Perception Predicts Emotional Regulation

Individuals who are able to accurately predict the affective states of others may be better able to regulate their emotional reactions than those with less accurate perception abilities. This theory is the result of a recent study conducted by Michael D. Robinson of the Department of Psychology at North Dakota State University. Emotional regulation has been shown to be impaired in individuals with depression and other mood conditions. Additionally, when a person inaccurately perceives the affect of others, they can react negatively and increase their sense of distress, fear, and worry. Internalizing feelings such as threat can have deleterious consequences for psychological and physical health. Therefore, understanding the significance of the relationship between affect perception and mood could illuminate areas of investigation for treatment and research on mood issues.

Robinson conducted two separate studies on 151 participants in which he instructed them to log their daily events. He asked the participants to describe their moods based on their reactions to daily stresses they had and any negative outcomes that occurred. He found that the individuals with low affect perception skills reacted more emotionally and exhibited less emotional regulation than those with high affect perception accuracy. In fact, the participants who could accurately identify affect had no reaction to the same stressors that elicited elevated emotional reactions in low affect accuracy individuals.

The stressors reported in these studies were reliable predictors of mood and risk for physical illness resulting from poor emotional regulation. The fact that some of the individuals responded adaptively and others maladaptively suggests that the high accuracy perception participants may use strategies that help them maintain emotional control. Robinson theorized that perhaps they shift their focus from the negative meaning behind the stressors or use reappraisal techniques that allow them to view the stressors in a different way. Regardless of how it was accomplished, the emotional regulation exhibited by some participants opens further avenues of research for future exploration. Robinson added, “In short, considerable advances have been made in understanding regulatory processes and there are thus considerable opportunities to extend the present regulatory view of affect perception accuracy.”

Reference:
Robinson, M. D., Moeller, S. K., Buchholz, M. M., Boyd, R. L., & Troop-Gordon, W. (2012). The regulatory benefits of high levels of affect perception accuracy: A process analysis of reactions to stressors in daily life. Emotion. Advance online publication. doi: 10.1037/a0029044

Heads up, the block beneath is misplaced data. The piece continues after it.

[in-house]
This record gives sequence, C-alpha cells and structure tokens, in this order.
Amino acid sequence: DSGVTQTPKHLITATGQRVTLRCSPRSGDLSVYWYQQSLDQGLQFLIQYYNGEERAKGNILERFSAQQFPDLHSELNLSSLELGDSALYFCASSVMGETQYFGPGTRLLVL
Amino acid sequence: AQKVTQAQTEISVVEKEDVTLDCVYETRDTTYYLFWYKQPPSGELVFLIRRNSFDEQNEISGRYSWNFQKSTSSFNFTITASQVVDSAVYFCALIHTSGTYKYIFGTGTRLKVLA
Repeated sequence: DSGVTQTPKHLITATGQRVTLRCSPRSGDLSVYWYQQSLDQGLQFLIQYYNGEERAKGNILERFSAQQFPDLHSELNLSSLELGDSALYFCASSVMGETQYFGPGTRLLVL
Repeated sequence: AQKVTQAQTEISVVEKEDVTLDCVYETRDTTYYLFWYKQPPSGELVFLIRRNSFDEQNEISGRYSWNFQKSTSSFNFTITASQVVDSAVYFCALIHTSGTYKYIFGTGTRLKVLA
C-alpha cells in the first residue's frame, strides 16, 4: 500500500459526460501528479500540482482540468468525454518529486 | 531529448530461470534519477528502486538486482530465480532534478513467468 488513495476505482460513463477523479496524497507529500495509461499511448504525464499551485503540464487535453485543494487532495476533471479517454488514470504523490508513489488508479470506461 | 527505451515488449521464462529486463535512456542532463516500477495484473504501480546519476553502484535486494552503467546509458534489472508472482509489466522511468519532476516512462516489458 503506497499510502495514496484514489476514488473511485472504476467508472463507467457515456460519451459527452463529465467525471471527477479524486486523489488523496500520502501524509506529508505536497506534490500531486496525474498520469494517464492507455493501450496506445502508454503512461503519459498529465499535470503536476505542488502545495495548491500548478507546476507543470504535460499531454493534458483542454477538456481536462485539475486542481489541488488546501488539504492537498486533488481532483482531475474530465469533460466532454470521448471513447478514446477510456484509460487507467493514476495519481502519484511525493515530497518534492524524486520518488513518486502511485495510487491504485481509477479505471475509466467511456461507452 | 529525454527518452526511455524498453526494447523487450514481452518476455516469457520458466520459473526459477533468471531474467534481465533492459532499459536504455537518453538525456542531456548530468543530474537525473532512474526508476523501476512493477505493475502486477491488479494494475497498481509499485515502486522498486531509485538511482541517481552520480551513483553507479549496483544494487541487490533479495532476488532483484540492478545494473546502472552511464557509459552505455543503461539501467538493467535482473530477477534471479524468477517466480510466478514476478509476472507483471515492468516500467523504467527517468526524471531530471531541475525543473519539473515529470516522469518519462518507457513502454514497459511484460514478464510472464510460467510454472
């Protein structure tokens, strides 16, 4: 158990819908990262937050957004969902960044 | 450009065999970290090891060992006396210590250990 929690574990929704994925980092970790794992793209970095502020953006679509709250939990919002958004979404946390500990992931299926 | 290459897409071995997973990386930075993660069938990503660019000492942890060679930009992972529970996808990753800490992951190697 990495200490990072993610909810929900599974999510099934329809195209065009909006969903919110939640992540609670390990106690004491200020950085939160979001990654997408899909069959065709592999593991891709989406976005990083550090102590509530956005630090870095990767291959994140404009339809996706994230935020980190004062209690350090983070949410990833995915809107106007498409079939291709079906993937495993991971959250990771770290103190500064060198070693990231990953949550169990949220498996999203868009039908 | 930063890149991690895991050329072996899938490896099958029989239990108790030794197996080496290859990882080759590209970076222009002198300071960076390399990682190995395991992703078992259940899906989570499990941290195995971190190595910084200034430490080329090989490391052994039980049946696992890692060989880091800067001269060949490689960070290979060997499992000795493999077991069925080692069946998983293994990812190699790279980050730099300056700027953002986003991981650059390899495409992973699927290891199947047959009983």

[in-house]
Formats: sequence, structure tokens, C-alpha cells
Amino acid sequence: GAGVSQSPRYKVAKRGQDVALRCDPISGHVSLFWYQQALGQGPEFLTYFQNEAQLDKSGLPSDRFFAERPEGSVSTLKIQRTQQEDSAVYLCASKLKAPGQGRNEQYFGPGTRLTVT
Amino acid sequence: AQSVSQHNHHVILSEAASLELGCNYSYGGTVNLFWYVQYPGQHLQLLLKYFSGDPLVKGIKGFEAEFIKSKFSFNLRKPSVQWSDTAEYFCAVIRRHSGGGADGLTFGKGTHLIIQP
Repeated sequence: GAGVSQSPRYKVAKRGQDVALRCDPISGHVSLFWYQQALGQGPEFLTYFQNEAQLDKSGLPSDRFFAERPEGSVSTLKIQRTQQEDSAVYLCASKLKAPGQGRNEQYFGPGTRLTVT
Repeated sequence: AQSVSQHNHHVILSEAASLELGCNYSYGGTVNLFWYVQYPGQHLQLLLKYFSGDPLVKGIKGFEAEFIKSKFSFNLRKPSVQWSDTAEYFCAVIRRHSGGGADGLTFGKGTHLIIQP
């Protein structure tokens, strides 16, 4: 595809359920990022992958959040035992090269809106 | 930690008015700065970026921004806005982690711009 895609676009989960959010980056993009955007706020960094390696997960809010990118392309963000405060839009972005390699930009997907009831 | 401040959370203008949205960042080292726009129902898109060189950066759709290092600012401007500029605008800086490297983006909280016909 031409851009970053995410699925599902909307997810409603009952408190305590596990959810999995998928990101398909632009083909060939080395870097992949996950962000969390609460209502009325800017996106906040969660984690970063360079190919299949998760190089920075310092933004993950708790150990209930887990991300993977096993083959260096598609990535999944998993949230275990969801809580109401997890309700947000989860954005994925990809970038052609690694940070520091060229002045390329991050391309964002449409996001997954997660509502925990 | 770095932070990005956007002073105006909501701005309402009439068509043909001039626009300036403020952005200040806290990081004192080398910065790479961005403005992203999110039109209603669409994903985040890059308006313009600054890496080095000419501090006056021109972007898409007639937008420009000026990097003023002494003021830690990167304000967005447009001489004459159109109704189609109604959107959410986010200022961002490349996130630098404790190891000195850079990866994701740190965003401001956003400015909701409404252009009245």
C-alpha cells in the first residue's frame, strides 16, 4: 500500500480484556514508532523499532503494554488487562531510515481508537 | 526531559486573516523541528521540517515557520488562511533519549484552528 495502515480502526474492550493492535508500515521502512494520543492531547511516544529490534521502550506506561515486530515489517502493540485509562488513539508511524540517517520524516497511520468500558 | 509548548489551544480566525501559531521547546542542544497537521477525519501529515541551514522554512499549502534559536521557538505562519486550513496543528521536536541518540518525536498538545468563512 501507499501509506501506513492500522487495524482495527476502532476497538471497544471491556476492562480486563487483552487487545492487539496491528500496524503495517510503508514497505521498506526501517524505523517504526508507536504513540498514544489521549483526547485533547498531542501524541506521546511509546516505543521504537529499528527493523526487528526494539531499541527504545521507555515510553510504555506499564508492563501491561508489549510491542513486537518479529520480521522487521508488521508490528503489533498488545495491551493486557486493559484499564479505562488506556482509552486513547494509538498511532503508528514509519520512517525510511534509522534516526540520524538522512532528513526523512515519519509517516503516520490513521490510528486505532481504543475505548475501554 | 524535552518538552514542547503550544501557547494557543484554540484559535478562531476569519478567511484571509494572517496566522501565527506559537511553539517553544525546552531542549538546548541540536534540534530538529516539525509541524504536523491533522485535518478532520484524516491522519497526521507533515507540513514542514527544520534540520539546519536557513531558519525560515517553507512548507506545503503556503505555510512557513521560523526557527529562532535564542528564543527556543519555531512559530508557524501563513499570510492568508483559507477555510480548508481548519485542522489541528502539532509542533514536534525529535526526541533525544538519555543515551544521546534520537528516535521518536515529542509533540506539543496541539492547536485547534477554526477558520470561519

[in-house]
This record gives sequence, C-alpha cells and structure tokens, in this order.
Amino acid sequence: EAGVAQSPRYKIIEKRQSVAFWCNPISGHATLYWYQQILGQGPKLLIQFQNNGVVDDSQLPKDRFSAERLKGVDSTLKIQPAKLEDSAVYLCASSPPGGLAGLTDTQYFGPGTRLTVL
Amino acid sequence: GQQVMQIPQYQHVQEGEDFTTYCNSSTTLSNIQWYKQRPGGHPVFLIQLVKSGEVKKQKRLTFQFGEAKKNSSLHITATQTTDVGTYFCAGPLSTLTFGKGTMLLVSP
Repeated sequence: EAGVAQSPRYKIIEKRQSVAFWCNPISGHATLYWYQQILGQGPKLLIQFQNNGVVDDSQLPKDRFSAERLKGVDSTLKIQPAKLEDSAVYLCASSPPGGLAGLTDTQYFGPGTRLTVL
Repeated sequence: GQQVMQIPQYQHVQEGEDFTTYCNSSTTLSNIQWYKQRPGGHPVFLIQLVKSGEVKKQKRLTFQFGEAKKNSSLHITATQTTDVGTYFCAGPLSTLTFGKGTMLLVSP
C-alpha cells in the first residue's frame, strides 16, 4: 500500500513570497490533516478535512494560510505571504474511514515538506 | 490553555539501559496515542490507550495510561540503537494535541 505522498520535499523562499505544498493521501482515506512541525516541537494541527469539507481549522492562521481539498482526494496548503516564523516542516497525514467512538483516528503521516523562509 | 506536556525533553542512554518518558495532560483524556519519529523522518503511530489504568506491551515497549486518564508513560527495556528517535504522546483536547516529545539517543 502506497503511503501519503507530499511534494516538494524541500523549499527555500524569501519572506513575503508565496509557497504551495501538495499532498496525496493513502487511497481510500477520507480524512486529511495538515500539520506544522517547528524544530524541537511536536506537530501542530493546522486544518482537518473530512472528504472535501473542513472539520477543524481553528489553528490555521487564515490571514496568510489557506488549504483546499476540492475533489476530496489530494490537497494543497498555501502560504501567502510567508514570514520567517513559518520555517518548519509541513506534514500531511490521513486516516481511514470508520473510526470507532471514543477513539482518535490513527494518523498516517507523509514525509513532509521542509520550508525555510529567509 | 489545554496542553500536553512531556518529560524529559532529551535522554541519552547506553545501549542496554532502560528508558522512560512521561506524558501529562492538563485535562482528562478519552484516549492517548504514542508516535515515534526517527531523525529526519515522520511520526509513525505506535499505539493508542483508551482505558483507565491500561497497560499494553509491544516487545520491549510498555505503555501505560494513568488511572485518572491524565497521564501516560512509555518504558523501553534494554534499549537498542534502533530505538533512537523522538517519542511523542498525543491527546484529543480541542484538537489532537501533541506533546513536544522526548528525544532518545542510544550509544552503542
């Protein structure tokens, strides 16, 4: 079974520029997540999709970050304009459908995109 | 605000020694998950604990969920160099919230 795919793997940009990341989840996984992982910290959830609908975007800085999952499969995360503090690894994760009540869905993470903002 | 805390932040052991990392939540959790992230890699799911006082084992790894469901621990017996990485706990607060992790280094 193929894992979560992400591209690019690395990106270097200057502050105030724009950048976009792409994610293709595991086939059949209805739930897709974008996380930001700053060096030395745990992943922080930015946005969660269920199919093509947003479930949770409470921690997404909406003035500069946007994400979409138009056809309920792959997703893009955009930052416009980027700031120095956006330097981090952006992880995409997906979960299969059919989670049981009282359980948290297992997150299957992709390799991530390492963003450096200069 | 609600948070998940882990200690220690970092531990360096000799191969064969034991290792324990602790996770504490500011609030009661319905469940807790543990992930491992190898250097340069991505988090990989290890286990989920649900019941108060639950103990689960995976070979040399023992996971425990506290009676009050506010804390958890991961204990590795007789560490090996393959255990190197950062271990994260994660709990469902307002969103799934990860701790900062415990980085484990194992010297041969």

Related articles:
Taking in the World, One Moment at a Time
Imagine Not Worrying: How to Stop Scaring Yourself

© Copyright 2012 GoodTherapy.org. All rights reserved.

The preceding article was solely written by the author named above. Any views and opinions expressed are not necessarily shared by GoodTherapy.org. Questions or concerns about the preceding article can be directed to the author or posted as a comment below.

  • 4 comments
  • Leave a Comment
  • JIMMY H

    JIMMY H

    July 24th, 2012 at 3:32 PM

    People who have a hard time discerning the emotions of someone else seem destined to have a hard time controlling their own emotions. This is an area where they are seriously lacking and unfortunately it not only effects their lives but it also has a good deal to do with how they think about others. The even worst part is that how they see others is something that they let further effect how they feel about themselves! Jeez- that must really suck to always be looking to others fort guidance on how to feel, and I’m not saying that in a judgemental kind of way, it just must be horrible to always loom to someone else for guidance even when you know that’s not the best route but the only thing that you have to rely on as an indicator.

  • Brantley

    Brantley

    July 24th, 2012 at 4:46 PM

    I would figure that the people who are better able to recognize how others were feeling would have a much better mindset and be better able to regulate their own emotions.

  • Mercury

    Mercury

    July 24th, 2012 at 5:34 PM

    Survival of the fittest I guess.We always see and observe others for cues, be it the boss or the girlfriend. And then we kinda modify ourselves and our behavior to suit the situation. That’s how we work around things. And the ones who do this effectively are less stressed out obviously.

  • destiny allen

    destiny allen

    July 25th, 2012 at 4:18 AM

    Even more definitive proof that we have to start looking at our health from a more holistic point of view.
    When we know concretely that our mental health impacts our physical health, that gives you hope that doctors and other health care professionals will begin treating patients with that in mind.

Leave a Comment

By commenting you acknowledge acceptance of GoodTherapy.org's Terms and Conditions of Use.

* Indicates required field.

 

Advanced Search

Search Our Blog

   
GoodTherapy.org is not intended to be a substitute for professional advice, diagnosis, medical treatment, or therapy. Always seek the advice of your physician or qualified mental health provider with any questions you may have regarding any mental health symptom or medical condition. Never disregard professional psychological or medical advice nor delay in seeking professional advice or treatment because of something you have read on GoodTherapy.org.